Social Media + Reading

02024-01-22 | Uncategorized | 3 comments

After I quit Twitter + deleted my account I signed up with Mastodon + with Bluesky. It’s not that I don’t find interesting stuff on either of those services because I do, but I am simply less willing to spend time there. I find myself wanting to cinch down the opening of the information fire hose, to cut it down to a trickle. That trickle is probably still more than what any of us experienced in the 90’s. I arrived at the realization that it doesn’t matter how interesting I find something, it can still be too much. I need to cut out the good info together with the bad info because it is too much. That was a good insight to arrive at. 

I have come to the conclusion that a book is a good way for me to pick up information… Sure, I could pick up a lot MORE information in mixed bag of terse social media posts but a book uses language in a way that is much more appealing to me. It’s the language, hopefully even a poetic use of language, plus the manageable drip of information. 

Current reading:
Breaking Bread with the Dead by Alan Jacob. Highly recommended. 

One of the reasons we are not creative is because we are so reactive.
—Stephen Batchelor

3 Comments

  1. Steve

    >I arrived at the realization that it doesn’t matter how interesting I find something, it can still be too much.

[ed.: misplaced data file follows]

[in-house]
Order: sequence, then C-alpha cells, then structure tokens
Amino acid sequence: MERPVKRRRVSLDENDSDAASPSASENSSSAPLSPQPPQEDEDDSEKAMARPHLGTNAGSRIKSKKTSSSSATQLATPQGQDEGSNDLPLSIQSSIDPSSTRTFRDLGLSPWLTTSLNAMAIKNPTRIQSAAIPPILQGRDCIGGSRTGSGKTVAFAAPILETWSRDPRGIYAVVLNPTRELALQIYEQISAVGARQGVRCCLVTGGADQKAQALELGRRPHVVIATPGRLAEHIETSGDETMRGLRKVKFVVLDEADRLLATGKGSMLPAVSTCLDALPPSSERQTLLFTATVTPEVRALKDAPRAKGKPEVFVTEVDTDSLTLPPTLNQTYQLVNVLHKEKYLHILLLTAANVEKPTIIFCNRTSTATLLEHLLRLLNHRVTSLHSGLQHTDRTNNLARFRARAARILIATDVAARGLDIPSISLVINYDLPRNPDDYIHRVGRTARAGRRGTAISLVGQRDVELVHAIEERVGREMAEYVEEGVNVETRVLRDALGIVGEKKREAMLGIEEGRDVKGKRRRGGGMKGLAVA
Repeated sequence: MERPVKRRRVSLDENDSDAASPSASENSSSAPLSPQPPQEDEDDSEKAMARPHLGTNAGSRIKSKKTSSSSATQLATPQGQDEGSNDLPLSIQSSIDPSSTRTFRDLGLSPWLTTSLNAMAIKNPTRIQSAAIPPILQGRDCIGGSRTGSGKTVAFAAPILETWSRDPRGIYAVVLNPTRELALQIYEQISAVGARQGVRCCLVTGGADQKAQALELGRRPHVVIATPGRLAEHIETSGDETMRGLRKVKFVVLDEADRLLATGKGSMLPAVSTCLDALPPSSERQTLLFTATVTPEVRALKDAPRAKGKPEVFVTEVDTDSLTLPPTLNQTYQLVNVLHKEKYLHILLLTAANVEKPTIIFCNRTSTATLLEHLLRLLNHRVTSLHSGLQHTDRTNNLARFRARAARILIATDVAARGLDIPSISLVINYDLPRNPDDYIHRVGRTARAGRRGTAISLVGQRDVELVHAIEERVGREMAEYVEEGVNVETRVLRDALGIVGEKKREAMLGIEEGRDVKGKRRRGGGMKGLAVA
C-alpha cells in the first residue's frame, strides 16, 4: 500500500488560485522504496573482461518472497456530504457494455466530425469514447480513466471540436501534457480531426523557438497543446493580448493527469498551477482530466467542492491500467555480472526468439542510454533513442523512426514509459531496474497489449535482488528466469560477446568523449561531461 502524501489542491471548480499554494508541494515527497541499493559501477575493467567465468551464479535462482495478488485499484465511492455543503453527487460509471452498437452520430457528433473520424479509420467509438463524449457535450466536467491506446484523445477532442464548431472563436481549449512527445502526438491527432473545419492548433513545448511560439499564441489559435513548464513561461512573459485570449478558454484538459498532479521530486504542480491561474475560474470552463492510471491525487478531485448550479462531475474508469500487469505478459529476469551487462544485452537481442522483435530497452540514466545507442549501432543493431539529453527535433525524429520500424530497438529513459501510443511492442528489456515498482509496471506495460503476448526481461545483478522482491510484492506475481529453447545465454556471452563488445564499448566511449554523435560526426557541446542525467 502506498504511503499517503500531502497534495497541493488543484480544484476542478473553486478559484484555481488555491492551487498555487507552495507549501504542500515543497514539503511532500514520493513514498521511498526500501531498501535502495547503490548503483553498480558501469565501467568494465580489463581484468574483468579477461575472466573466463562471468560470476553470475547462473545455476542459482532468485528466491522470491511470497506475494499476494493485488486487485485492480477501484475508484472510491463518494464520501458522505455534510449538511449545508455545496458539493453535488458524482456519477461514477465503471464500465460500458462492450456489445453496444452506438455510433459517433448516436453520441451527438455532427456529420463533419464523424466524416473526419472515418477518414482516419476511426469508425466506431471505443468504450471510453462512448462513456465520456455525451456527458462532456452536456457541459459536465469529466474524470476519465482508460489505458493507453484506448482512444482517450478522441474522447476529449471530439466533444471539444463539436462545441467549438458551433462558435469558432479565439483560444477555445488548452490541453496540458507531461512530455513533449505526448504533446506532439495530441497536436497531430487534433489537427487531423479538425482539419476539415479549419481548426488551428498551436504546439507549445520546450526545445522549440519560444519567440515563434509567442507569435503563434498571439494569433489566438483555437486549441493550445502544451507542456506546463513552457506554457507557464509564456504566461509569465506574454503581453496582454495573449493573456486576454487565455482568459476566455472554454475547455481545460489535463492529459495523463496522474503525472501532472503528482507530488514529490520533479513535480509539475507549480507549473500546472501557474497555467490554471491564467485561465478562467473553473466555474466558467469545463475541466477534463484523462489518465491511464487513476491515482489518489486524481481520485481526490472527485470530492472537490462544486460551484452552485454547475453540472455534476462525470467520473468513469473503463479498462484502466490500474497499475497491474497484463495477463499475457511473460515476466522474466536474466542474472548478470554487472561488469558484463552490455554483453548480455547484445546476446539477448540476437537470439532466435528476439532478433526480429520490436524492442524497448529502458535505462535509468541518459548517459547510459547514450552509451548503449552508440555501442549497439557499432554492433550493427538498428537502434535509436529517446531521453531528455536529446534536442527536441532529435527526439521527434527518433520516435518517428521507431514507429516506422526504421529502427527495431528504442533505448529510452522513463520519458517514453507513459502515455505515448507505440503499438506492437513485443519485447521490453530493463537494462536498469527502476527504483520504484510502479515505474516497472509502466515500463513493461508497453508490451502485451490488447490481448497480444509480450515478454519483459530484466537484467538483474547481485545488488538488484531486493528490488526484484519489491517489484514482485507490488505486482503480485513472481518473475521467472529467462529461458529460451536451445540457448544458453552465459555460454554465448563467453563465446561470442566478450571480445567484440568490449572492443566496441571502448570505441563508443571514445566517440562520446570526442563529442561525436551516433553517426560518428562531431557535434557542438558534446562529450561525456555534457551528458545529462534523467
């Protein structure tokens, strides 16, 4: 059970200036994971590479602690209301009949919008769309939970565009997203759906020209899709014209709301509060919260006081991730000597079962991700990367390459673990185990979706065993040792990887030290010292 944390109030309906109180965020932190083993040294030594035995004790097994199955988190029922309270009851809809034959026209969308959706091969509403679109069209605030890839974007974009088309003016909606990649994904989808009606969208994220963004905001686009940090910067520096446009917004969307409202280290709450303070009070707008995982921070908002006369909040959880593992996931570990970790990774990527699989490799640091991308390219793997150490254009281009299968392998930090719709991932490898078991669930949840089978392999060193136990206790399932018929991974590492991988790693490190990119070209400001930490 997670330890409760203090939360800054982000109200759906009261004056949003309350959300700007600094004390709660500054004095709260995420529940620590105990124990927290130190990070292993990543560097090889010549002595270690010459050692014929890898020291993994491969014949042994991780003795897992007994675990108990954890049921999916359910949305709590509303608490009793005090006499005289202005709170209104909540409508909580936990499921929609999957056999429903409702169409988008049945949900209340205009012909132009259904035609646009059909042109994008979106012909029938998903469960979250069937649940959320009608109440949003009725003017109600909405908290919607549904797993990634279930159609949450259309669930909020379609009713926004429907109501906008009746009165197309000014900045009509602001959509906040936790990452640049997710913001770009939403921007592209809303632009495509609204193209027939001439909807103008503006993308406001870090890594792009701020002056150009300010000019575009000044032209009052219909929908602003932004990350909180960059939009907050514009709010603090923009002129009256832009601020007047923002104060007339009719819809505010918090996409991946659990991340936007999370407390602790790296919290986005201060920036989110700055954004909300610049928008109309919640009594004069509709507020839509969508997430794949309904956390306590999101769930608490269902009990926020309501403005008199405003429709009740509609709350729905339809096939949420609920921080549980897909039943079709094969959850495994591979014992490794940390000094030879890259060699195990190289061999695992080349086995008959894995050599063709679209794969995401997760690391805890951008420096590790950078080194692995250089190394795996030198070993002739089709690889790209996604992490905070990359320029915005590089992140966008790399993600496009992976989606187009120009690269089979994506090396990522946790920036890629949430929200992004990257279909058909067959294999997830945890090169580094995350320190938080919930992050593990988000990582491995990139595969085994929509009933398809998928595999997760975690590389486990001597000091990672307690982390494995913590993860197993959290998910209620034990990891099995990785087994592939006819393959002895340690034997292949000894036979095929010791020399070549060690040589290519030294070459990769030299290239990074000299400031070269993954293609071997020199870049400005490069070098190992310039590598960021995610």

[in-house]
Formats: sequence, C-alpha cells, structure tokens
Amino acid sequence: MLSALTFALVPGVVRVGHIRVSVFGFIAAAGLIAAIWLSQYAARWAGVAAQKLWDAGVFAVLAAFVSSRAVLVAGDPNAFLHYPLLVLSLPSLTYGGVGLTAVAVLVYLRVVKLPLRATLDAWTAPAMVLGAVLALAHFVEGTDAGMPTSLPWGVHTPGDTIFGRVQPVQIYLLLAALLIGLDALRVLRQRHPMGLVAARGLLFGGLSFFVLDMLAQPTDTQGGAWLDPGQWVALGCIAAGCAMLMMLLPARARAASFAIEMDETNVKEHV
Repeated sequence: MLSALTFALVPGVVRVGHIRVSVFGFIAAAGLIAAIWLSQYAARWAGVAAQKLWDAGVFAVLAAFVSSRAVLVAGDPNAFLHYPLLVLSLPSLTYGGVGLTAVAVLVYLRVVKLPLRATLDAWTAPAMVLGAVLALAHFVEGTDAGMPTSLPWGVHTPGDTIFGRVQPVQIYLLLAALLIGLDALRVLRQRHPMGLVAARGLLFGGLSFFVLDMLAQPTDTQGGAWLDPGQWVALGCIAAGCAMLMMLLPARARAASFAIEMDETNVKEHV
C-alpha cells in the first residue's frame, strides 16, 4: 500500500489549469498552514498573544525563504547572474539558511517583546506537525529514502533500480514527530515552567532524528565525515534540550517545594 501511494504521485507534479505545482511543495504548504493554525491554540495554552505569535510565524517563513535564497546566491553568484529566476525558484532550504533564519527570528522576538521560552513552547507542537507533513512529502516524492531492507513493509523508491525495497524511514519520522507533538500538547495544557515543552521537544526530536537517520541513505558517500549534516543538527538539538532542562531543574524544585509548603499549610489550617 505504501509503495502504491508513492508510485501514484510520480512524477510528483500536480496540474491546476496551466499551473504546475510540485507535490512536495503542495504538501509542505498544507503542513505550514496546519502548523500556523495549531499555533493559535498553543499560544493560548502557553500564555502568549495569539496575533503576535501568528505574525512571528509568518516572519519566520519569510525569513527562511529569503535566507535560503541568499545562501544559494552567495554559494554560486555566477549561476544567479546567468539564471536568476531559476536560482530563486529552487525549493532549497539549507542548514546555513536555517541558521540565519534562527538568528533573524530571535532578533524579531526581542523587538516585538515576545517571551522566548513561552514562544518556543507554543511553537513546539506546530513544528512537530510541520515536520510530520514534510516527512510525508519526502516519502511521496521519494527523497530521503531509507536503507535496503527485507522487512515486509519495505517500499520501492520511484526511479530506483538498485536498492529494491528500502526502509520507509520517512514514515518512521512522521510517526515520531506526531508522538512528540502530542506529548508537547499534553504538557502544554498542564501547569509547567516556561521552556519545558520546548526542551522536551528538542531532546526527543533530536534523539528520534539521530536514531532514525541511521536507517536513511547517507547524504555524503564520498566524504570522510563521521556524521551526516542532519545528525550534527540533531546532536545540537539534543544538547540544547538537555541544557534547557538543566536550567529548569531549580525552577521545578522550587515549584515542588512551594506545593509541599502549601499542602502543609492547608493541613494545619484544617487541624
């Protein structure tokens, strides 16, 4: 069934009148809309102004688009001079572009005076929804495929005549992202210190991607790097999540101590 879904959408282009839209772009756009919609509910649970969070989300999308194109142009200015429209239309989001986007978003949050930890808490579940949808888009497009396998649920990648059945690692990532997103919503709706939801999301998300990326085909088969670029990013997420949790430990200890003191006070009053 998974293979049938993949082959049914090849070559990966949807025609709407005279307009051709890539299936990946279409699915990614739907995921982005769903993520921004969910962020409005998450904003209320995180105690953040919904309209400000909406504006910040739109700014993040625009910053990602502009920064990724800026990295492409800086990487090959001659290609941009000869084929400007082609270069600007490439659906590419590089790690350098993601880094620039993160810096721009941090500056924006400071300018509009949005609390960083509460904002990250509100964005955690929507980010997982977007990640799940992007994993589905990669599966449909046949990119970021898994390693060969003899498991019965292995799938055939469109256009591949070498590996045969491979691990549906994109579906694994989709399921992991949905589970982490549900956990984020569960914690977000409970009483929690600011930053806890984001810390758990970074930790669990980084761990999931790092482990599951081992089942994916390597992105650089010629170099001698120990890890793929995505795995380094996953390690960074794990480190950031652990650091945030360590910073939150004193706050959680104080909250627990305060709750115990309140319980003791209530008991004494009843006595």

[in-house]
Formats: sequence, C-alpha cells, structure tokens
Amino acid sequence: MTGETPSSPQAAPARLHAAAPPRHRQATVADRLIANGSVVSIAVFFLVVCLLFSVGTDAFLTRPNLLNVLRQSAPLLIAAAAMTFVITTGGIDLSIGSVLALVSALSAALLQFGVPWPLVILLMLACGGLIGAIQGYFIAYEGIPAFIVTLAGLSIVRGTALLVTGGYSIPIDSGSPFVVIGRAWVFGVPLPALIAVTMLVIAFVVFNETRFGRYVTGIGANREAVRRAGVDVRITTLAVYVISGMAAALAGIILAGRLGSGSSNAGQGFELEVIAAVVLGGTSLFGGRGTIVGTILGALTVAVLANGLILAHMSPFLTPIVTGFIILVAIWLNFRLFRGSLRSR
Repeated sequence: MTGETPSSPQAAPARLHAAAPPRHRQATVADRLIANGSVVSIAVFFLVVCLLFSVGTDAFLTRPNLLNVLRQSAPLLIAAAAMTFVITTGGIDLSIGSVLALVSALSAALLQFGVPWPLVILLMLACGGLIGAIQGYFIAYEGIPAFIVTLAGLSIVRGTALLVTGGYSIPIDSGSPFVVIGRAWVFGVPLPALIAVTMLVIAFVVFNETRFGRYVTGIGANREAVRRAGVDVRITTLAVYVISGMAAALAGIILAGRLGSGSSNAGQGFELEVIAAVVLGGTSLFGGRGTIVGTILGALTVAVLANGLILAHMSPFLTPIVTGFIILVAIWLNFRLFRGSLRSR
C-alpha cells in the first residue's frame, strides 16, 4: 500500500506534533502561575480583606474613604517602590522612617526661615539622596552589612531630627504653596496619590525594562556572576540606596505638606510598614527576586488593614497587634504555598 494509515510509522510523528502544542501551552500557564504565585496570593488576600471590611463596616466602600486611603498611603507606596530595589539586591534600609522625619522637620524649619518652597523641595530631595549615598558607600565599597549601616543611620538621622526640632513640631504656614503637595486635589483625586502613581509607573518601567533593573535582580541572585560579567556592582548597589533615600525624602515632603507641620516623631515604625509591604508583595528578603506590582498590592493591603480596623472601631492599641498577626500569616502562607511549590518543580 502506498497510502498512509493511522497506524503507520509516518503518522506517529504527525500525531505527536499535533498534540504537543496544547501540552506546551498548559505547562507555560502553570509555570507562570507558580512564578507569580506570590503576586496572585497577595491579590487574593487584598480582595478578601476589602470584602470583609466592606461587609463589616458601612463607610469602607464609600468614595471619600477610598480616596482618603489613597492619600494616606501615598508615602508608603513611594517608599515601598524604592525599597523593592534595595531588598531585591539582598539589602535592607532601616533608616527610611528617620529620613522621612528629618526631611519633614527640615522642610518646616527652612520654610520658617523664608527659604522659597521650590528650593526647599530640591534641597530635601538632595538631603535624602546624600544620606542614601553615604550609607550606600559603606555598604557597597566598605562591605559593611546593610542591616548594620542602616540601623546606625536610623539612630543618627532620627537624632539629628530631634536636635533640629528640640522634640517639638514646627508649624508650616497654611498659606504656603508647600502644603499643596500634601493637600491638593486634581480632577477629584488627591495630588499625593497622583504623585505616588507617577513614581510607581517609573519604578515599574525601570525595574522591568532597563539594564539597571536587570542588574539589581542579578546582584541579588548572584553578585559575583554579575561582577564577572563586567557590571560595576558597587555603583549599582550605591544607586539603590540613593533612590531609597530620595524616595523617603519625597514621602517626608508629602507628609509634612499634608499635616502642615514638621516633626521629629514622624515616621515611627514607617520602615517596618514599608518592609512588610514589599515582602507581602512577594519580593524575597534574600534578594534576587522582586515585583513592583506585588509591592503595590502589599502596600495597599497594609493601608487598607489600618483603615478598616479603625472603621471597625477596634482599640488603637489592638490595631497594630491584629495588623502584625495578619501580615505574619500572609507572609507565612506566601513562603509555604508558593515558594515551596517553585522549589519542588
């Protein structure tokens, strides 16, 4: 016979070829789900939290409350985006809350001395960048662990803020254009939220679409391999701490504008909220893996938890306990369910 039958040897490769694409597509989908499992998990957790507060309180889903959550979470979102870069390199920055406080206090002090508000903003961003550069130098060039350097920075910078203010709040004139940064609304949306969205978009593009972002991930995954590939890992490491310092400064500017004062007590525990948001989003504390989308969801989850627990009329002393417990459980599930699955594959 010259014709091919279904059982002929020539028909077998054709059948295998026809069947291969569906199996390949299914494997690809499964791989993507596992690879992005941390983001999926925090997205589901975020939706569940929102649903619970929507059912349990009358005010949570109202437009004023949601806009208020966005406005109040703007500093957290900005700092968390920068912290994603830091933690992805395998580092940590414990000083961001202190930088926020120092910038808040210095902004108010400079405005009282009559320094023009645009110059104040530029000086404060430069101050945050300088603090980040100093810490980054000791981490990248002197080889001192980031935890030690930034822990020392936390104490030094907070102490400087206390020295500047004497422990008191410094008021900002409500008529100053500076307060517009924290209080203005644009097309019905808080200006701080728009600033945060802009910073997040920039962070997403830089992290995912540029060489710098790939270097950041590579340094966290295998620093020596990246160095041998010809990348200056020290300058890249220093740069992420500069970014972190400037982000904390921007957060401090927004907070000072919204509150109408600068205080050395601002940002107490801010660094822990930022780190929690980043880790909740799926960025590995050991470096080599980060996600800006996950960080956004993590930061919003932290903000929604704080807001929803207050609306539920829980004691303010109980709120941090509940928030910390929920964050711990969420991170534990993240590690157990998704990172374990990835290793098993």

This is actually quite good insight, and … to be honest I hadn’t thought of it that way before.

    I guess this brings up the question:

    “what ought to be the guiding principle(s) for spending time online, if the goal is to slow the information fire hose down to a trickle?”

    Reply
    • ottmar

      In my case it has meant curating a good list of RSS feeds. That’s the only thing I read on a daily basis. The only social media I still have on my phone is Mastodon + Bluesky. I don’t look at either more often than once a week. I wonder whether it’s a good trick to simply not access stuff on the phone. A computer is used differently, isn’t it. We don’t open a laptop every time we wait in line or wait for an elevator. We only do that with a phone.

      Reply
  2. Steve

    > I wonder whether it’s a good trick to simply not access stuff on the phone. A computer is used differently, isn’t it. We don’t open a laptop every time we wait in line or wait for an elevator. We only do that with a phone.

    I think this is it. Right here.

    Reply

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